The Search For Umami Pt. 2: Rangoon

umamiwheel

In today’s edition of our ongoing series, The Search For Umami, Collin and Shola visit Rangoon. One of the most overlooked restaurants in the city, Rangoon has been the city’s only spot for Burmese food in the metro area for many years. Extreme deliciousness and badass photography follow the jump. Get in it.

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When we talked about what stop number 2 would be, my dining companion said ‘Rangoon’ without any hesitation. ‘They’re fantastic. Have you eaten there?’ was the inquiry posed. Before he could finish the words, fond memories of coconut milk rice and shrimp filled my foodrolodex from dinners past. My disgraceful absence from this wonderful eatery for over 2 years was about to come to an end, and I got all Pavlovian until the day of our meal.

As mentioned in my first post, asian food is chock full of deliciousness in the form of our elusive buddy umami. UMAMIIIIIIIIII! I love yelling that word. It’s almost a culinary battlecry. While I quite enjoyed our jaunt to Tastee D’s, the meal ahead of me was one hell of a flavortextureexperience that pushed Rangoon into my top 5 restaurants in Philly. That’s right.

The stunningly gorgeous Papaya Salad came out first, raising expectations way high for the rest of the meal. Julienned veggies and serious burn from a tamarind sauce sat atop fried watercress and razor thin pieces of papaya created a sensory explosion so bright and bubbly, so sadly seasonal. Everyone is on the hunt for the best burger/wings/hoagie in the city. Sometimes I go on a hunt for the best salad around, and lo, it’s right here. Crunchy with left turn flavors and a smooth finish added to aesthetic beauty makes a serious fucking dish.

Shola ordered every plate for us, barely opening the menu. While that first dish wasn’t supremely umami, it was a hell of a way to start. He knew the strengths of the kitchen, speaking in reverence outside the establishment of what was to come.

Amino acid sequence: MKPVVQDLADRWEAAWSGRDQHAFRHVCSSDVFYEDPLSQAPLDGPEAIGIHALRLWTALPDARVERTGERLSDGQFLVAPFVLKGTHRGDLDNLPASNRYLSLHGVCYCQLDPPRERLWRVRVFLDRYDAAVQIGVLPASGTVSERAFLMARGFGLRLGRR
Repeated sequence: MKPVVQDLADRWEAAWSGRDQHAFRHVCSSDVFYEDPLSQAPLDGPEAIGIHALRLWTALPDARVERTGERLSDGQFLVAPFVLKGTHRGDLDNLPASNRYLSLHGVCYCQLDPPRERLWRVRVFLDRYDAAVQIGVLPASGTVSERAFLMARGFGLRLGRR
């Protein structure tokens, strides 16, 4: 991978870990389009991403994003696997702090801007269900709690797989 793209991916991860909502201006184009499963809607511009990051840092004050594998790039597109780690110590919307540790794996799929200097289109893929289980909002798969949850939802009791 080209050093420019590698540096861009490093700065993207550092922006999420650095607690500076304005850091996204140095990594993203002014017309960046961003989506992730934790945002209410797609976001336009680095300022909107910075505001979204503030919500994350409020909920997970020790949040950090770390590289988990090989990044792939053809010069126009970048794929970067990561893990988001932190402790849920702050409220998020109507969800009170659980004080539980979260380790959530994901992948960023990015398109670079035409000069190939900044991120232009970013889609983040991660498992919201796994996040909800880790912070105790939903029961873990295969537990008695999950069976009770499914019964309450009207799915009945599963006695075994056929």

“The Lentil Fritters are amazing. They’re a textural tour-de-force. A simple bar snack that would kill in any restaurant outside of Chinatown and put them on the map’. The little deep fried lumps of ugly beauty arrived next, crumbly and toothsome at the same time, dense yet light. The dipping sauce sidecar of sweet and savory was almost unnecessary, but added depth to the flavor. Umami! The hint and breath of mint ground into the filling of the fritter really lifted the whole dish from ‘on fire’ to ‘sweet heat’. Word of warning, if you ask for it hot, you’re getting it with a searing quality that’ll slap the shit out of your tongue and step on it with a stiletto heel.

 The deconstructed Pork Fried Rice is possibly the best rendition of fried rice in town. Separated by sections on your plate, the egg, vegetables, pork, and rice are to be blended after delivered to your table. It keeps the veggies crisp, mixmaster your elements. Build your own adventure. The deconstruction also allows you to really taste flavor layering in it’s simplest form. Grilled and fried, the pork has a burnt bitter crisp edge housing almost rare and exceedingly juicy flesh inside. The eggs add the fatty slickness, and the rice was teeming with fish sauce creating an umami layering concept that should be tasted by all evangelists of the fried rice persuasion. I’m on that team, I’m the starting shortstop. 

Lastly, we got in with the Kung Pao Chicken. Yes, seemingly a safe choice done a million times, this one was different. The slivers of chicken were browned beyond belief, a deep and rich color I hadn’t seen in any other Kung Pao chicken before.

‘That’s what makes all the flavors sing here’, Shola mentions, ‘they caramelize and candy the chicken which pushes the savory elements to the front’. He was right, The dish was spot on perfect, so comforting. A gift basket full of puppies kind of comfort, a hot fudge sundae. A spectacular rendition of Kung Pao chicken with ginger and dried chilies that are cooked up separate and then added later to seep flavor through the poultry while the meat rests.